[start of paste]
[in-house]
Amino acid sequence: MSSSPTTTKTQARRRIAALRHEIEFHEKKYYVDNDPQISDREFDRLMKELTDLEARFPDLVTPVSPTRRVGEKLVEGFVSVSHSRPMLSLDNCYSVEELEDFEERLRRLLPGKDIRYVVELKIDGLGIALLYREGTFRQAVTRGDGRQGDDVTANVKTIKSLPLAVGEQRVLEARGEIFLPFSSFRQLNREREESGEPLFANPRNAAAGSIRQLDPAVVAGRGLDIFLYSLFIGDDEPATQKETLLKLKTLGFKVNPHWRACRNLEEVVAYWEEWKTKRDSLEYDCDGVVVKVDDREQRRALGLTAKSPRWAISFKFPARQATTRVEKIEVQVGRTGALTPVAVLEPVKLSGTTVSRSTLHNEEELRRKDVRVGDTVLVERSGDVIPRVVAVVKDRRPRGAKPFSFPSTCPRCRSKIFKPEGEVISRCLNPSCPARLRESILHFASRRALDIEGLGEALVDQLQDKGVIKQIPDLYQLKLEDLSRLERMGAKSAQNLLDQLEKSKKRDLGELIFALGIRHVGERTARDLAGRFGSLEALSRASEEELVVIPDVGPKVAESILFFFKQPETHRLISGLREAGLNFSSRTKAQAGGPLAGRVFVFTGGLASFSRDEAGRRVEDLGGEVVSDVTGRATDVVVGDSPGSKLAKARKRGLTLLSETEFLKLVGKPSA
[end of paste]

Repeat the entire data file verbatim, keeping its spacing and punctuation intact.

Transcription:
[in-house]
Amino acid sequence: MSSSPTTTKTQARRRIAALRHEIEFHEKKYYVDNDPQISDREFDRLMKELTDLEARFPDLVTPVSPTRRVGEKLVEGFVSVSHSRPMLSLDNCYSVEELEDFEERLRRLLPGKDIRYVVELKIDGLGIALLYREGTFRQAVTRGDGRQGDDVTANVKTIKSLPLAVGEQRVLEARGEIFLPFSSFRQLNREREESGEPLFANPRNAAAGSIRQLDPAVVAGRGLDIFLYSLFIGDDEPATQKETLLKLKTLGFKVNPHWRACRNLEEVVAYWEEWKTKRDSLEYDCDGVVVKVDDREQRRALGLTAKSPRWAISFKFPARQATTRVEKIEVQVGRTGALTPVAVLEPVKLSGTTVSRSTLHNEEELRRKDVRVGDTVLVERSGDVIPRVVAVVKDRRPRGAKPFSFPSTCPRCRSKIFKPEGEVISRCLNPSCPARLRESILHFASRRALDIEGLGEALVDQLQDKGVIKQIPDLYQLKLEDLSRLERMGAKSAQNLLDQLEKSKKRDLGELIFALGIRHVGERTARDLAGRFGSLEALSRASEEELVVIPDVGPKVAESILFFFKQPETHRLISGLREAGLNFSSRTKAQAGGPLAGRVFVFTGGLASFSRDEAGRRVEDLGGEVVSDVTGRATDVVVGDSPGSKLAKARKRGLTLLSETEFLKLVGKPSA